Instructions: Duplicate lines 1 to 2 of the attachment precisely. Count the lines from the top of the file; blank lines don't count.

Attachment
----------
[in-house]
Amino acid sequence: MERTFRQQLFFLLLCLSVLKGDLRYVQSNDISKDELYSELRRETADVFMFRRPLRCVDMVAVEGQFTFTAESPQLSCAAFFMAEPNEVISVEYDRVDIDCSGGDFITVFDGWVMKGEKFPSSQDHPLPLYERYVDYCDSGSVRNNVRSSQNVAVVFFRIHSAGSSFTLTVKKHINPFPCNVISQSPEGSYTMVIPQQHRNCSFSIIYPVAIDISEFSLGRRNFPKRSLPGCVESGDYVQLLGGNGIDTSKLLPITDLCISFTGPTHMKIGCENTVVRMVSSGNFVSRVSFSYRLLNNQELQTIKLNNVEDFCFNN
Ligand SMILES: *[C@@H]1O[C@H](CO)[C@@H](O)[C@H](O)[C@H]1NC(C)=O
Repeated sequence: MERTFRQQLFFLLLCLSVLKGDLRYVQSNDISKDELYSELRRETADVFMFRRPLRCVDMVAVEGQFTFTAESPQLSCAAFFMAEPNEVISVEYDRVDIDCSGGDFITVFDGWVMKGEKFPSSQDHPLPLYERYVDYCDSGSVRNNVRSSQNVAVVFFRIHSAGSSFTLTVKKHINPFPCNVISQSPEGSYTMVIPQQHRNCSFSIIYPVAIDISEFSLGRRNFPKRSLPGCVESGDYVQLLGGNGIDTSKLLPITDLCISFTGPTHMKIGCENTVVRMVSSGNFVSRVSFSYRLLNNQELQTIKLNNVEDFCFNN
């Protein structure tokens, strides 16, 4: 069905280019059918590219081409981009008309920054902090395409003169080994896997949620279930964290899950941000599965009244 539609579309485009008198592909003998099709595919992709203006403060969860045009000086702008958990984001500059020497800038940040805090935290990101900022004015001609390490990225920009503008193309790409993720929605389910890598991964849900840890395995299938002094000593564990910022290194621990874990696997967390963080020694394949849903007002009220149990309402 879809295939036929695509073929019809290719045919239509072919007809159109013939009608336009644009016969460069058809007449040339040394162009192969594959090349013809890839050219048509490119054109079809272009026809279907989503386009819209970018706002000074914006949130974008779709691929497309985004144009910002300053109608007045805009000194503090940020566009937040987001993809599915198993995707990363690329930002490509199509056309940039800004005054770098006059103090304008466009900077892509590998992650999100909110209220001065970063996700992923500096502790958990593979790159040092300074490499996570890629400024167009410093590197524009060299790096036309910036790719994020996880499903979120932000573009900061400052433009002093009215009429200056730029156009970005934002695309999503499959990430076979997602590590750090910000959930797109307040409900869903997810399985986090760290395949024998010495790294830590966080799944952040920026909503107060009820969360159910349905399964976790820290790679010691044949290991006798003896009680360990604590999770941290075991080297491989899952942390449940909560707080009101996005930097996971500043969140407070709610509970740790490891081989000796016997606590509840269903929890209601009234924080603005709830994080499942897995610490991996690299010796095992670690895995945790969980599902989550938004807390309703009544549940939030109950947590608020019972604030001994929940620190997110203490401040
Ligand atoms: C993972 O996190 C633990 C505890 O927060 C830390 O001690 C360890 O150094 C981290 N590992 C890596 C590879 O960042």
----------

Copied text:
[in-house]
Amino acid sequence: MERTFRQQLFFLLLCLSVLKGDLRYVQSNDISKDELYSELRRETADVFMFRRPLRCVDMVAVEGQFTFTAESPQLSCAAFFMAEPNEVISVEYDRVDIDCSGGDFITVFDGWVMKGEKFPSSQDHPLPLYERYVDYCDSGSVRNNVRSSQNVAVVFFRIHSAGSSFTLTVKKHINPFPCNVISQSPEGSYTMVIPQQHRNCSFSIIYPVAIDISEFSLGRRNFPKRSLPGCVESGDYVQLLGGNGIDTSKLLPITDLCISFTGPTHMKIGCENTVVRMVSSGNFVSRVSFSYRLLNNQELQTIKLNNVEDFCFNN